So I tried using fakeroot+fakechroot and after some initial troubles I managed to build a foreign architecture rootfs without needing root priviliges for steps two, three and four. I wrote about my solution which still included some workarounds in another article here. These workarounds were soon not needed anymore as upstream fixed the outstanding issues. As a result I wrote the polystrap tool which combines multistrap, fakeroot, fakechroot and qemu user mode emulation. Recently I managed to integrate proot support in a separate branch of polystrap.

Last year I got the LEGO ev3 robot for christmas and since it runs Linux I also wanted to put Debian on it by following the instructions given by the ev3dev project. Even though ev3dev calls itself a "distribution" it only deviates from pure Debian by its kernel, some configuration options and its initial package selection. Otherwise it's vanilla Debian. The project also supplies some multistrap based scripts which create the rootfs and then partition and populate an SD card. All of this is of course done as the superuser.

While the creation of the file/directory structure of the foreign Debian armel rootfs can by now easily be done without superuser priviliges by running multistrap under fakeroot/fakechroot/proot, creating the SD card image still seems to be a bit more tricky. While it is no problem to write a partition table to a regular file, it turned out to be tricky to mount these partition because tools like kpartx and losetup require superuser permissions. Tools like mkfs.ext3 and fuse-ext2 which otherwise would be able to work on a regular file without superuser privileges do not seem to allow to specify the required offsets that the partitions have within the disk image. With fuseloop there exists a tool which allows to "loop-mount" parts of a file in userspace to a new file and thus allows tools like mkfs.ext3 and fuse-ext2 to work as they normally do. But fuseloop is not packaged for Debian yet and thus also not in the current Debian stable. An obvious workaround would be to create and fill each partition in a separate file and concatenate them together. But why do I have to write my data twice just because I do not want to become the superuser? Even worse: because parted refuses to write a partition table to a file which is too small to hold the specified partitions, one spends twice the disk space of the final image: the image with the partition table plus the image with the main partition's content.

So lets summarize: a bootable foreign architecture SD card disk image is nothing else than a regular file representing the contents of the SD card as a block device. This disk image is created in my home directory and given enough free disk space there is nothing stopping me from writing any possible permutation of bits to that file. Obviously I'm interested in a permutation representing a valid partition table and file systems with sensible content. Why do I need superuser privileges to generate such a sensible permutation of bits?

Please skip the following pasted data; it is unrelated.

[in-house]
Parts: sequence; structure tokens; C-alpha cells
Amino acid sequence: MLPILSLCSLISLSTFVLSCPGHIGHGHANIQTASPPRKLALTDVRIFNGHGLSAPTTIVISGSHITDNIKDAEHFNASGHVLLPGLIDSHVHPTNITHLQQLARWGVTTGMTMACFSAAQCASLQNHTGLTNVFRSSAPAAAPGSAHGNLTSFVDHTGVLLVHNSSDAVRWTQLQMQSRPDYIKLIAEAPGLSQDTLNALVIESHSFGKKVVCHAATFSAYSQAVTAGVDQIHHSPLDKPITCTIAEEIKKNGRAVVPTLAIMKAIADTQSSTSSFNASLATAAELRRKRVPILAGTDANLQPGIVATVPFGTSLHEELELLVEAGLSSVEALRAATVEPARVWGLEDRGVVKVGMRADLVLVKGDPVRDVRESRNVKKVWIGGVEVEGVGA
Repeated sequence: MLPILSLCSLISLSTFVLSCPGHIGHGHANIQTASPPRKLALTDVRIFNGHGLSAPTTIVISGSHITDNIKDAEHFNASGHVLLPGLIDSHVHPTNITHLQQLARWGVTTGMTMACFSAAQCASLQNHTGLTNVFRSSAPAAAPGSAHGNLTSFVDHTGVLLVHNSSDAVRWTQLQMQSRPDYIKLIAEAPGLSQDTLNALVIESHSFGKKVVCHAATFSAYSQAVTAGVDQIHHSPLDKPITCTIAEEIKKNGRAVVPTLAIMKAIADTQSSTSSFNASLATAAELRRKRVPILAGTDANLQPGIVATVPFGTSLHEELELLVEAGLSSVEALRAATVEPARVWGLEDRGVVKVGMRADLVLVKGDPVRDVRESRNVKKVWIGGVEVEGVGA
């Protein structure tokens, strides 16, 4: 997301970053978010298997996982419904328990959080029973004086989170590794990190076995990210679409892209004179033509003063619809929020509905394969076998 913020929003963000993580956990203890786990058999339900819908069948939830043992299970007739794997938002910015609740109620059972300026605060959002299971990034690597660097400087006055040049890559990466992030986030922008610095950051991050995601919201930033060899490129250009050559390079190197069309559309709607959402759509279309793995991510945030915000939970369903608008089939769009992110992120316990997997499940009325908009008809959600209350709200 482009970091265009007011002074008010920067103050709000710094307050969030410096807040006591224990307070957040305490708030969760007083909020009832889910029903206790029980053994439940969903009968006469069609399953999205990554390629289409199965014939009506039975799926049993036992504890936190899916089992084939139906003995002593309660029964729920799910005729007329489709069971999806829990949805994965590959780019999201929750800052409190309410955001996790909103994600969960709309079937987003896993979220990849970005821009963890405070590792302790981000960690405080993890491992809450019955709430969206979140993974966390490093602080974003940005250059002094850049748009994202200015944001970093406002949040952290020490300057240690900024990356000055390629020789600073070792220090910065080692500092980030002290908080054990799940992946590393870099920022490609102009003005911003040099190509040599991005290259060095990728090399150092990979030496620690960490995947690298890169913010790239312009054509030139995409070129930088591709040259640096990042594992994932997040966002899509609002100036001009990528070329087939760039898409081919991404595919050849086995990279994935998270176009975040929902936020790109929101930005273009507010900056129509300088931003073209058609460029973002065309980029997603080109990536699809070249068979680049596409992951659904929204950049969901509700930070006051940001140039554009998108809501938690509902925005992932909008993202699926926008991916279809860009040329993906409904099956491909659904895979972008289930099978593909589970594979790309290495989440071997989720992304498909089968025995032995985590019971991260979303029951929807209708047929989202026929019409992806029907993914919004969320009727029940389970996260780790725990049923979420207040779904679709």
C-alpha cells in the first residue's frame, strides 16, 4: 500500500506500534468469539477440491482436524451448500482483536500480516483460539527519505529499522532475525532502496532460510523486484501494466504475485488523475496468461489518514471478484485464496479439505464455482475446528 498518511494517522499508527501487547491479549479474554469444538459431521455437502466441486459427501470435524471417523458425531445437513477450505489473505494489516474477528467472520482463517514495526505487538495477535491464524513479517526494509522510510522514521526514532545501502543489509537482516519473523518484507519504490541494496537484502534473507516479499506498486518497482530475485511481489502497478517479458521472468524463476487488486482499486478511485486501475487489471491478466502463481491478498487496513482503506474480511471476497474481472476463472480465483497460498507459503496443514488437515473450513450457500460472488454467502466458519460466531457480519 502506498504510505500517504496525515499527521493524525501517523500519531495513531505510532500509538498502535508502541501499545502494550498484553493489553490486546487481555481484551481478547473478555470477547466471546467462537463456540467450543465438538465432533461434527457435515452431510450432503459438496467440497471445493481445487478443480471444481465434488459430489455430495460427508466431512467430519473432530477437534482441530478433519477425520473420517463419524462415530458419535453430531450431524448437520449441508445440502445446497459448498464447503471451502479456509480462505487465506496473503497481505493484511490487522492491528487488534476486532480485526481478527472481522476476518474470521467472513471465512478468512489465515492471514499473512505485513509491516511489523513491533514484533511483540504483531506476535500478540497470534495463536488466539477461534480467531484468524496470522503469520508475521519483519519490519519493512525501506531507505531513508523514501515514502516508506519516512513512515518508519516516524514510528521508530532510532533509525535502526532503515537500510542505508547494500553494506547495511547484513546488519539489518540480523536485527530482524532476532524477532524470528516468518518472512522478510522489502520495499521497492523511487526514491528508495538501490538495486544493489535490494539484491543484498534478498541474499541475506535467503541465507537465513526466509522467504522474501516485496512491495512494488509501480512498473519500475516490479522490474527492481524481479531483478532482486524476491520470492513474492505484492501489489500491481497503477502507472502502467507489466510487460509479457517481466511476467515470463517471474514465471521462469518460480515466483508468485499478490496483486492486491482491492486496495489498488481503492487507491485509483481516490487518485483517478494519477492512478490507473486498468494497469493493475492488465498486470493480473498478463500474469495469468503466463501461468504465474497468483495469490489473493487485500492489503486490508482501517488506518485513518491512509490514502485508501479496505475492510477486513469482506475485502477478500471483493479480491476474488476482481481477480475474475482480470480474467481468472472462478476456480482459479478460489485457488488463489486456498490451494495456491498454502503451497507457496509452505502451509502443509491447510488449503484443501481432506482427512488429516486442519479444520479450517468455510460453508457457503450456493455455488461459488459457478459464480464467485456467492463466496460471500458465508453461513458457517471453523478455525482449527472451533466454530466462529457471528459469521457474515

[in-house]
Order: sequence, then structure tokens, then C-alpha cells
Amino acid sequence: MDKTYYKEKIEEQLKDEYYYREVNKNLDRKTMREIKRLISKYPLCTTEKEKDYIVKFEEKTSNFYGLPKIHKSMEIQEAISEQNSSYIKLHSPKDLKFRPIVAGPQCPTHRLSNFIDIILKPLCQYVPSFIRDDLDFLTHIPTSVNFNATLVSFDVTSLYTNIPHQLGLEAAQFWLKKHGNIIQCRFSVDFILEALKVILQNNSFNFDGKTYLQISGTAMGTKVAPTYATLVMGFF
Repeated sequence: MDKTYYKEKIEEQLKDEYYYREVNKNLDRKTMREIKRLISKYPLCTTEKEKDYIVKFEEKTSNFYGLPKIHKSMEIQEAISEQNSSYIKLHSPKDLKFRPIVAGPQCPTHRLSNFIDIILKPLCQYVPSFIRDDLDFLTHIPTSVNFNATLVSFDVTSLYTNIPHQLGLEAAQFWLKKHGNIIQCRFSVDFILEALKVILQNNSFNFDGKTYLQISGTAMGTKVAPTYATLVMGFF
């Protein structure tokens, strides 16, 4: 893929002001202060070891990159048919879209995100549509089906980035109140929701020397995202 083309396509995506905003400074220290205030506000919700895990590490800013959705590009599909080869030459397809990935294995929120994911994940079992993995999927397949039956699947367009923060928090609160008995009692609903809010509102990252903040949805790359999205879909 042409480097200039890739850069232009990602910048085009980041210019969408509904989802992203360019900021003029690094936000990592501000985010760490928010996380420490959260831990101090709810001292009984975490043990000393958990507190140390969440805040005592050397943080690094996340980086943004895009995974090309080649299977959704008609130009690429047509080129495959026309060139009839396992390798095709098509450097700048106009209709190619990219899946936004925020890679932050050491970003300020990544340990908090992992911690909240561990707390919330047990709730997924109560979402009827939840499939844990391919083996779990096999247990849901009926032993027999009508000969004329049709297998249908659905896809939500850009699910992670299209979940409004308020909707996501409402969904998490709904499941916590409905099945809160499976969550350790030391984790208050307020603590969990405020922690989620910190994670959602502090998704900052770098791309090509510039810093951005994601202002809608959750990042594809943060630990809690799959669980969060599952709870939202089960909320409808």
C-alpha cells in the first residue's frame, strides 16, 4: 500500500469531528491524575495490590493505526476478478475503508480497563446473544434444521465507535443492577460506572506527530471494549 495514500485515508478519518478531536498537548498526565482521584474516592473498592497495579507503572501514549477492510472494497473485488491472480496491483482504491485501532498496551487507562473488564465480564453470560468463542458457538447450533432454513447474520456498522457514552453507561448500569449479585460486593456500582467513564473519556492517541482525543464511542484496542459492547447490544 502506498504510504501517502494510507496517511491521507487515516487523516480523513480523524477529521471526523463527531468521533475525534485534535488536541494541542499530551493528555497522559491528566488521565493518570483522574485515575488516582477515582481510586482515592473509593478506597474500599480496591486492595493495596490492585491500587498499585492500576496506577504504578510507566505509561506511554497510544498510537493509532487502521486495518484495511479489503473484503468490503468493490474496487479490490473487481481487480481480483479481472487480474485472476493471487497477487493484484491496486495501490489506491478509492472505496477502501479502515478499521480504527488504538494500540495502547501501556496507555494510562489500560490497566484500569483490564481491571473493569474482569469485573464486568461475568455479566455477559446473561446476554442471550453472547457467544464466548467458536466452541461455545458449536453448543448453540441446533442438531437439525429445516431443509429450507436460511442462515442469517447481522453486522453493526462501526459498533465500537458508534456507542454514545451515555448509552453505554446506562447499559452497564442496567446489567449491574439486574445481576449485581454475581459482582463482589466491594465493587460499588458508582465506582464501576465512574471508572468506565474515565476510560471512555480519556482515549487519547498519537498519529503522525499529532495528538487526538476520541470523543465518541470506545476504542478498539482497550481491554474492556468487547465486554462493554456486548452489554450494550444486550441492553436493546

Gladly it seems that the (at least in my opinion) hardest part of faking chroot and executing foreign architecture package maintainer scripts is already possible without superuser privileges by using fakeroot and fakechroot or proot together with qemu user mode emulation. But then there is still the blocker of creating the disk image itself through some user mode loop mounting of a filesystem occupying a virtual "partition" in the disk image.

Why has all this only become available so very recently and still requires a number of workarounds to fully work in userspace? There exists a surprising amount of scripts which wrap debootstrap/multistrap. Most of them require superuser privileges. Does everybody just accept that they have to put a sudo in front of every invocation and hope for the best? While this might be okay for well tested code like debootstrap and multistrap the countless wrapper scripts might accidentally (be it a bug in the code or a typo in the given command line arguments) write to your primary hard disk instead of your SD card. Such behavior can easily be mitigated by not executing any such script with superuser privileges in the first place.

Operations like loop mounting affect the whole system. Why do I have to touch anything outside of my home directory (/dev/loop in this case) to populate a file in it with some meaningful bits? Virtualization is no option because every virtualization solution again requires root privileges.

One might argue that a number of solutions just require some initial setup by root to then later be used by a regular user (for example /etc/fstab configuration or the schroot approach). But then again: why do I have to write anything outside of my home directory (even if it is only once) to be able to write something meaningful to a file in it?

The latter approach also does not work if one cannot become root in the first place or is limited by a virtualized environment. Imagine you are trying to build a Debian rootfs on a machine where you just have a regular user account. Or a situation I was recently in: I had a virtual server which denied me operations like loop mounting.

Given all these downsides, why is it still so common to just assume that one is able and willing to use sudo and be done with it in most cases?

I really wonder why technologies like fakeroot and fakechroot have only been developed this late. Has this problem not been around since the earliest days of Linux/Unix?

Am I missing something and rambling around for nothing? Is this idea a lost cause or something that is worth spending time and energy on to extend and fix the required tools?